The Barking Owl is a medium-sized owl (42 cm, 650 g), smaller than the similar Powerful Owl and larger than the Southern Boobook. It has bright yellow eyes and no facial-disc. Upperparts are brown or greyish-brown, and the white breast is vertically streaked with brown. The large talons are yellow. Males are typically larger than their mate and have a more square crown. The quick, dog-like ‘wook-wook’ territorial call is diagnostic, but the yapping of foxes and dogs is sometimes attributed to this species. Pairs of birds perform call-and-answer duets, the male’s tone being the deeper, which often rise to an excited rapid pitch. This species is also famous for a rarely use high-pitched tremulous scream that has earned it the name ‘screaming-woman bird’.


The Barking Owl is found throughout continental Australia except for the central arid regions. Although common in parts of northern Australia, the species has declined greatly in southern Australia and now occurs in a wide but sparse distribution in NSW. Core populations exist on the western slopes and plains and in some northeast coastal and escarpment forests. Many populations crashed as woodland on fertile soils was cleared over the past century, leaving linear riparian strips of remnant trees as the last inhabitable areas. Surveys in 2001 demonstrated that the Pilliga Forest supported the largest population in southern Australia. The owls sometimes extend their home range into urban areas, hunting birds in garden trees and insects attracted to streetlights.

Habitat and ecology

  • Inhabits woodland and open forest, including fragmented remnants and partly cleared farmland. It is flexible in its habitat use, and hunting can extend in to closed forest and more open areas. Sometimes able to successfully breed along timbered watercourses in heavily cleared habitats (e.g. western NSW) due to the higher density of prey on these fertile riparian soils.
  • Roost in shaded portions of tree canopies, including tall midstorey trees with dense foliage such as Acacia and Casuarina species. During nesting season, the male perches in a nearby tree overlooking the hollow entrance.
  • Preferentially hunts small arboreal mammals such as Squirrel Gliders and Common Ringtail Possums, but when loss of tree hollows decreases these prey populations the owl becomes more reliant on birds, invertebrates and terrestrial mammals such as rodents and rabbits. Can catch bats and moths on the wing, but typically hunts by sallying from a tall perch.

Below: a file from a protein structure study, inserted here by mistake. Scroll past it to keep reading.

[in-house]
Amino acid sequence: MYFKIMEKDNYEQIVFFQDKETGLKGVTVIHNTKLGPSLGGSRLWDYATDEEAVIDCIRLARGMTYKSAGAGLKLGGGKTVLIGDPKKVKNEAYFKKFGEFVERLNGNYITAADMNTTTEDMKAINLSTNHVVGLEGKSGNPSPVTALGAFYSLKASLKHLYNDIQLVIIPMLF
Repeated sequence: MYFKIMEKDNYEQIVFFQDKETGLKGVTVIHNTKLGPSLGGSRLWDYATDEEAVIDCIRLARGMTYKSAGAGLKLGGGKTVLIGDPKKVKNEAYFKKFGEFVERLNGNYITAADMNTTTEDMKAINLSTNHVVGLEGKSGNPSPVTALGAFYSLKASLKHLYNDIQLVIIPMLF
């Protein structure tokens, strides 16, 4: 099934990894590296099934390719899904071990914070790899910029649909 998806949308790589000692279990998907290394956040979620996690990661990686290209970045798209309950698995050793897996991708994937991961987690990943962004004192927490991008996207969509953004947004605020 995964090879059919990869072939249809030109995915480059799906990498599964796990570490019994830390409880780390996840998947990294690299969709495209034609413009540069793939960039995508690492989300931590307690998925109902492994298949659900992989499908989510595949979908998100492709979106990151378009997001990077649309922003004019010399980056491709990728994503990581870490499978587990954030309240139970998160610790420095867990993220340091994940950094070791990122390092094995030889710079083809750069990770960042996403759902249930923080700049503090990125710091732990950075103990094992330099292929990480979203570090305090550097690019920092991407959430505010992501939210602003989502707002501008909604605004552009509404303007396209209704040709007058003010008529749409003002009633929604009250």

• Requires very large permanent territories in most habitats due to sparse prey densities. Monogamous pairs hunt over as much as 6000 hectares, with 2000 hectares being more typical in NSW habitats.
  • Two or three eggs are laid in hollows of large, old trees. Living eucalypts are preferred though dead trees are also used. Nest sites are used repeatedly over years by a pair, but they may switch sites if disturbed by predators (e.g. goannas).
  • Nesting occurs during mid-winter and spring, being variable between pairs and among years. As a rule of thumb, laying occurs during August and fledging in November. The female incubates for 5 weeks, roosts outside the hollow when chicks are 4 weeks old, then fledging occurs 2-3 weeks later. Young are dependent for several months.
  • Territorial pairs respond strongly to recordings of Barking Owl calls from up to 6 km away, though humans rarely hear this response farther than 1.5 km. Because disturbance reduces the pair’s foraging time, and can pull the female off her eggs even on cold nights, recordings should not be broadcast unnecessarily nor during the nesting season.
We acknowledge and thank the NSW Office of Environment & Heritage for the provision of threatened species information in this website.
Image by Julie Edgley – Flickr: Whoof?, CC BY-SA 2.0,
For more information:
NSW Office of Environment & Heritage